Since the first verified sighting near Killarney, Co. Kerry in 2010, Coypu have been seen and reported from seven separate locations (up to May 15th, 2017). Just one animal was seen for six of the area sightings with two of the animals successfully removed and taken into captivity.
However one sighting in September 2016 was of at least 4 Coypu in the Curaheen River, Cork City. A rapid response to survey and remove the animals in the area was initiated on 03/10/2016 with 10 animals removed by 03/11/2016.
This sighting was the first formal Early Detection and Rapid Response alerts issued under the European Regulation on Invasive Alien Species [No. 1147/2014].
On May 7th 2017, a single Coypu was photographed swimming in the River Lee, Cork City about 4 kilometres from the Curaheen sightings. Efforts to ascertain extent of Coypu in Cork City area have been extended by encouraging citizen surveillance and reporting of all suspected sightings.
Native to South America in the area around Patagonia in Argentina from there it has spread into Brazil and Chile.
Date of first record category
Fifty year date category
Records submitted to Data Centre in 2017
The following map is interactive. If you would prefer to view it full screen then click here.
How can you help
Report any sightings to the National Biodiversity Data Centre:
http://www.iucngisd.org/gisd/speciesname/Myocastor+coypusManagement information for this species in Ireland has not been published yet.
In the DAISIE factsheet on the species Bertolino notes the following on control;
'Shooting is effective for population control when environmental conditions force the animals into the open, while cage trapping has also been used in the English eradication program. In some countries like France and United States, baits with toxicants are used. North Americans use zinc phosphide on carrots or sweet potatoes.' See: DAISIE Factsheet
For a detailed review of the Coypu eradication scheme in Britain see: Baker, S., (2006). The eradication of coypus (Myocastor coypus) from Britain: the elements required for a successful campaign. In: Assessment and Control of Biological Invasion Risks. Shoukadoh Book Sellers, Kyoto, Japan and IUCN, Gland, Switzerland, pp.142-147.
Detailed review of this species is available in: Carter, J. & Leonard, B. (2002) A Review of the Literature on the Worldwide Distribution, Spread of, and Efforts to Eradicate the Coypu (Myocastor coypus). Wildlife Society Bulletin, Vol. 30, No. 1, pp. 162-175.
Listed by the the Invasive Species Specialist Group (ISSG) of the SSC- Species Survival Commission of the IUCN -International Union for Conservation of Nature as one of the 100 Worst Invaders. Delivering Alien Invasive Species In Europe (DAISIE) project list the coypu as one of the 100 Worst Invaders in Europe.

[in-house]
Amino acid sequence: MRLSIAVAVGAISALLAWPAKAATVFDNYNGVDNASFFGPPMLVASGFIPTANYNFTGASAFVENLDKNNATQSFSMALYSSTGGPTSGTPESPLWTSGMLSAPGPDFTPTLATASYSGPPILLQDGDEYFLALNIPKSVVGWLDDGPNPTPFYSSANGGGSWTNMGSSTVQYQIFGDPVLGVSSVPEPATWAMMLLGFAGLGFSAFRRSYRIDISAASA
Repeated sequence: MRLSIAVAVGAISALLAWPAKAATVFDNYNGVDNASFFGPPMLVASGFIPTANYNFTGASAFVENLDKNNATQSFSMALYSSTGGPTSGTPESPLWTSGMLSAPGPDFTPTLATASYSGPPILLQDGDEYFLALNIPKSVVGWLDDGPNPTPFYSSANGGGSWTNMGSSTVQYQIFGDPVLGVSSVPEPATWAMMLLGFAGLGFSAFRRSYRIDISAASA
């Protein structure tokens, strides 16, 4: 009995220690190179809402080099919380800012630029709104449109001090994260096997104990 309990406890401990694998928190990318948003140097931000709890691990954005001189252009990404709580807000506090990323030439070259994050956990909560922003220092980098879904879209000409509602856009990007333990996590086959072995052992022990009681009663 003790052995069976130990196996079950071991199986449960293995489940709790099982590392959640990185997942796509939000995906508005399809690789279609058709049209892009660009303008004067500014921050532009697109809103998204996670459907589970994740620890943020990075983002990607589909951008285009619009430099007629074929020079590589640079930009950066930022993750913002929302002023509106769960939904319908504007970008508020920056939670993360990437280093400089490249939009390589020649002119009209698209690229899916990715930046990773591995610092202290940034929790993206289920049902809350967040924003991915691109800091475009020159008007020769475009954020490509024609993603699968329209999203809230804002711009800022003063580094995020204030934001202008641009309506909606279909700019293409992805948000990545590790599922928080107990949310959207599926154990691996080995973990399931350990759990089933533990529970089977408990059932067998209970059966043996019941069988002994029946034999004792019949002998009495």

Colares, I.G., Oliveira, R.N., Liveira, R.M. and Colares, E.P., 2010. Feeding habits of coypu (Myocastor coypus Molina 1978) in the wetlands of the Southern region of Brazil. Anais da Academia Brasileira de Ciências, 82(3), pp.671-678.
D'Adamo, P., Guichon, M.L., Bó, R.F. and Cassini, M.H., 2000. Habitat use by coypu Myocastor coypus in agro-systems of the Argentinean Pampas. Acta Theriologica, 45(1), pp.25-34.
Dunlap, B.G. and Thies, M.L., 2002. Giardia in beaver (Castor canadensis) and nutria (Myocastor coypus) from east Texas. Journal of Parasitology, 88(6), pp.1254-1258.
European Commission. (2017). Invasive Alien Species of Union Concern. European Union, Luxembourg.
Global Invasive Species Database (2017) Species profile: Myocastor coypus. Available online: http://www.iucngisd.org/gisd/speciesname/Myocastor+coypus [Accessed: 27/07/2017]
Gosling, L.M. & Baker, .SJ. 1989. The eradication of muskrats and coypus from Britain. Biological Journal of the Linnean Society,38: 39-51. https://www.researchgate.net/publication/227800788_The_eradication_of_muskrats_and_coypu_from_Britain Site accessed 3 October 2107.
Guichón, M.L., Benitez, V.B., Abba, A., Borgnia, M. and Cassini, M.H., 2003. Foraging behaviour of coypus Myocastor coypus: why do coypus consume aquatic plants?. Acta Oecologica, 24(5), pp.241-246.
LeBlanc D.J. 1994. Prevention and control of wildlife damage – Nutria. USDA – APHIS, Animal Damage Control. http://pcwd.info/wp-content/uploads/2016/12/1994Nutria.pdf Site accessed 3 October 2017.
Ménard, A., Agoulon, A., L'Hostis, M., Rondelaud, D., Collard, S. and Chauvin, A., 2001. Myocastor coypus as a reservoir host of Fasciola hepatica in France. Veterinary Research, 32(5), pp.499-508.
Panzacchi, M., Bertolino, S., Cocchi, R. & Genovesi, P. 2007. Population control of coypu Myocastor coypus in Italy compared to eradication in UK: a cost-benefit analysis. - Wildlife Biology 13: 159-171. http://www.bioone.org/doi/pdf/10.2981/0909-6396%282007%2913%5B159%3APCOCMC%5D2.0.CO%3B2 Site accessed 3 October 2017.
Woods, C.A., Contreras, L., Willner-Chapman, G. and Whidden, H.P. 1992. Myocastor coypus. Mammalian Species 398: 1-8.
Coypu are also occasionally refered to as "Nutria".